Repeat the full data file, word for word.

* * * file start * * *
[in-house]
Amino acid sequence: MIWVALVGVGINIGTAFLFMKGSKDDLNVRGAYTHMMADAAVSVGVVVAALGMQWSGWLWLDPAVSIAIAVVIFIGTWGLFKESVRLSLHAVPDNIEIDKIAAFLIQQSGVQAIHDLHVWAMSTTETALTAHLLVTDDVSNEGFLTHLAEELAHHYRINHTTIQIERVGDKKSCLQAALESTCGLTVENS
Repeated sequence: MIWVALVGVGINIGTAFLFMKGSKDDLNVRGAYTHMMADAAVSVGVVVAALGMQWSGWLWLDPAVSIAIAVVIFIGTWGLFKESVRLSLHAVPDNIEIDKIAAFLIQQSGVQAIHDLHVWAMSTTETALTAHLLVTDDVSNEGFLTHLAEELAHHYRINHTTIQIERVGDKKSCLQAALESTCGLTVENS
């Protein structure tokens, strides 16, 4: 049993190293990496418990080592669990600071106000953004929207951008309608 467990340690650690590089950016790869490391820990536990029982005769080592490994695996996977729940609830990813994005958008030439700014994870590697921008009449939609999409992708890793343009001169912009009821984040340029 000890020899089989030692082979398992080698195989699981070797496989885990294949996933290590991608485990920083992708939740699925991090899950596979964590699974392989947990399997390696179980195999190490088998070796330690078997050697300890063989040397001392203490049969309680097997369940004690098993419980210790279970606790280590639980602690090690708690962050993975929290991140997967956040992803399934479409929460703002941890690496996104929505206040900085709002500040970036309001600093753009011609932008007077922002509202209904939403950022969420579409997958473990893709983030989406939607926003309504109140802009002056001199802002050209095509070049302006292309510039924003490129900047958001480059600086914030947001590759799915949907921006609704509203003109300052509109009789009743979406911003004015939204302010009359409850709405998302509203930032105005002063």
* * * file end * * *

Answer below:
[in-house]
Amino acid sequence: MIWVALVGVGINIGTAFLFMKGSKDDLNVRGAYTHMMADAAVSVGVVVAALGMQWSGWLWLDPAVSIAIAVVIFIGTWGLFKESVRLSLHAVPDNIEIDKIAAFLIQQSGVQAIHDLHVWAMSTTETALTAHLLVTDDVSNEGFLTHLAEELAHHYRINHTTIQIERVGDKKSCLQAALESTCGLTVENS
Repeated sequence: MIWVALVGVGINIGTAFLFMKGSKDDLNVRGAYTHMMADAAVSVGVVVAALGMQWSGWLWLDPAVSIAIAVVIFIGTWGLFKESVRLSLHAVPDNIEIDKIAAFLIQQSGVQAIHDLHVWAMSTTETALTAHLLVTDDVSNEGFLTHLAEELAHHYRINHTTIQIERVGDKKSCLQAALESTCGLTVENS
């Protein structure tokens, strides 16, 4: 049993190293990496418990080592669990600071106000953004929207951008309608 467990340690650690590089950016790869490391820990536990029982005769080592490994695996996977729940609830990813994005958008030439700014994870590697921008009449939609999409992708890793343009001169912009009821984040340029 000890020899089989030692082979398992080698195989699981070797496989885990294949996933290590991608485990920083992708939740699925991090899950596979964590699974392989947990399997390696179980195999190490088998070796330690078997050697300890063989040397001392203490049969309680097997369940004690098993419980210790279970606790280590639980602690090690708690962050993975929290991140997967956040992803399934479409929460703002941890690496996104929505206040900085709002500040970036309001600093753009011609932008007077922002509202209904939403950022969420579409997958473990893709983030989406939607926003309504109140802009002056001199802002050209095509070049302006292309510039924003490129900047958001480059600086914030947001590759799915949907921006609704509203003109300052509109009789009743979406911003004015939204302010009359409850709405998302509203930032105005002063």